The Golden Knights hold a practice, two days after the shooting. Afterward, several players loaded into SUVs and went out to the community. They met with first responders, stopped by a police station, helped out at a blood drive and visited victims who were still in the hospital. “Monday was a pretty gloomy day,” defenseman Nate Schmidt wrote in an essay for ESPN. “A cloud was over the city. The air was sucked out of the city. But on Tuesday, it felt like the city was getting back on its feet.”

Schmidt noted the bond his teammates were beginning to create with the community. “Vegas has been so good to us for the first couple weeks that we’ve been here,” he wrote. “The moral support and the welcome and how excited people are to see us in town, it has been incredible. This is a part of who we are now, and we are a part of this. It’s not like a situation where you hear about it on the news and send your thoughts and prayers. The actions of the people in this city — whether it’s us coming out or people at the blood drive where they had to turn people away because there were too many volunteers — are what make Vegas the city that it is.”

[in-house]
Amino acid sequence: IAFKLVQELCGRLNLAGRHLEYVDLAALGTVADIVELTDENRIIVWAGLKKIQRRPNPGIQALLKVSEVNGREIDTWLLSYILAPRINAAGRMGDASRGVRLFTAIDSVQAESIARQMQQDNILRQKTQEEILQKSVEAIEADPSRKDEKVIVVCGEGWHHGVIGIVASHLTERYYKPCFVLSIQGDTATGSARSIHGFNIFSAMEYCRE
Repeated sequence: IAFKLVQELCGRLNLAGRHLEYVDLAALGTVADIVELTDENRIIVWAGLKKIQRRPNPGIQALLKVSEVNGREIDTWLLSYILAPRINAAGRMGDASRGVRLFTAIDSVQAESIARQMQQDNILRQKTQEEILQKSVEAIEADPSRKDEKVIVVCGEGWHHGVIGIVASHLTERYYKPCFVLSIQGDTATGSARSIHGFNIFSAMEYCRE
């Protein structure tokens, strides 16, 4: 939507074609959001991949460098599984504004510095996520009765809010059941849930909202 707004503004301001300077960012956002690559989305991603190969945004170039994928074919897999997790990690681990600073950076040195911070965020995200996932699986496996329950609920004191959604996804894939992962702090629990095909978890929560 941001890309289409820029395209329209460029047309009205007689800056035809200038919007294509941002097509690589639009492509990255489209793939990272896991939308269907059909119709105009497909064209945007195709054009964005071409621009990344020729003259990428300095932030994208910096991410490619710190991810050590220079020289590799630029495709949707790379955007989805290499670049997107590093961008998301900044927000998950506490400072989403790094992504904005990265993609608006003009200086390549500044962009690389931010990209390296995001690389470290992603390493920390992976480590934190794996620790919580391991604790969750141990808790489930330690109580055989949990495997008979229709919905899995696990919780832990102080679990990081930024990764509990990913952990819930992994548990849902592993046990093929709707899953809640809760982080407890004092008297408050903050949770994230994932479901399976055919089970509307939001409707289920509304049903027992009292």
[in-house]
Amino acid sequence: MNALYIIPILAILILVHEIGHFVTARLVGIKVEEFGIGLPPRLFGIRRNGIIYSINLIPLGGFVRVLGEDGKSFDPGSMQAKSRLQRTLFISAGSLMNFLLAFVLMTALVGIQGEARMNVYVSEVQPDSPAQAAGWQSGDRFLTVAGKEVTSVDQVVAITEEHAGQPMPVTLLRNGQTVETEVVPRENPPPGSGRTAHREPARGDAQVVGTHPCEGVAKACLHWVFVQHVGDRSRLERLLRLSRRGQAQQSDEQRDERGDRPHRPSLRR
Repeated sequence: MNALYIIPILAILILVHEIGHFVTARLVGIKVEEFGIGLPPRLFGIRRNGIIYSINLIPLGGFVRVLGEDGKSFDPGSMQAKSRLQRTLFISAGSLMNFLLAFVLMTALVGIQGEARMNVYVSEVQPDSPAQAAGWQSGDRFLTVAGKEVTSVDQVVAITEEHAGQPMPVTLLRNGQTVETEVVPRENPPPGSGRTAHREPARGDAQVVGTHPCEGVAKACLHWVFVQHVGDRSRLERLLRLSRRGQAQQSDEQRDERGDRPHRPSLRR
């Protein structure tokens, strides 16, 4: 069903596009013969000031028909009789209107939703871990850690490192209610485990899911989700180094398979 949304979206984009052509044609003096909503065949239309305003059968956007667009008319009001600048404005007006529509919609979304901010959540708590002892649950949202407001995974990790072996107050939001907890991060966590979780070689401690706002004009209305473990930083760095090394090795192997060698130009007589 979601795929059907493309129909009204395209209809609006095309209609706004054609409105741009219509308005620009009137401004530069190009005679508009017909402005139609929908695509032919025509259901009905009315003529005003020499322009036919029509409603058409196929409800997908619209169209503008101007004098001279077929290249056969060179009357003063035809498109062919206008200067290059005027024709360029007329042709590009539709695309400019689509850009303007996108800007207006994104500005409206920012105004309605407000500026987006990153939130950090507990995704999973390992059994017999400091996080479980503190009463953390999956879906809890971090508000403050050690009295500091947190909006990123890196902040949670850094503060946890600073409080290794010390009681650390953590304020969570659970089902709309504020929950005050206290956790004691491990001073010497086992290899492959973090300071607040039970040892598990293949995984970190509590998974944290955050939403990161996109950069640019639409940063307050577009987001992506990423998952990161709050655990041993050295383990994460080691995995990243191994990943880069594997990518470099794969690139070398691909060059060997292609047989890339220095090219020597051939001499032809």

Oct. 10, 2017

The Golden Knights host the Arizona Coyotes for their home opener. During a 15-minute pregame ceremony, the team introduced first responders — doctors, EMTs, firefighters, nurses and police officers — by name. A 58-second moment of silence honored the 58 people killed in the shooting.

The night also featured some signature Vegas pizzazz: a Cirque du Soleil performance before the second period, a glow-in-the-dark drumline perched in the concourse, an outdoor festival where fans could (and did) get temporary tattoos reading “#VegasStrong.”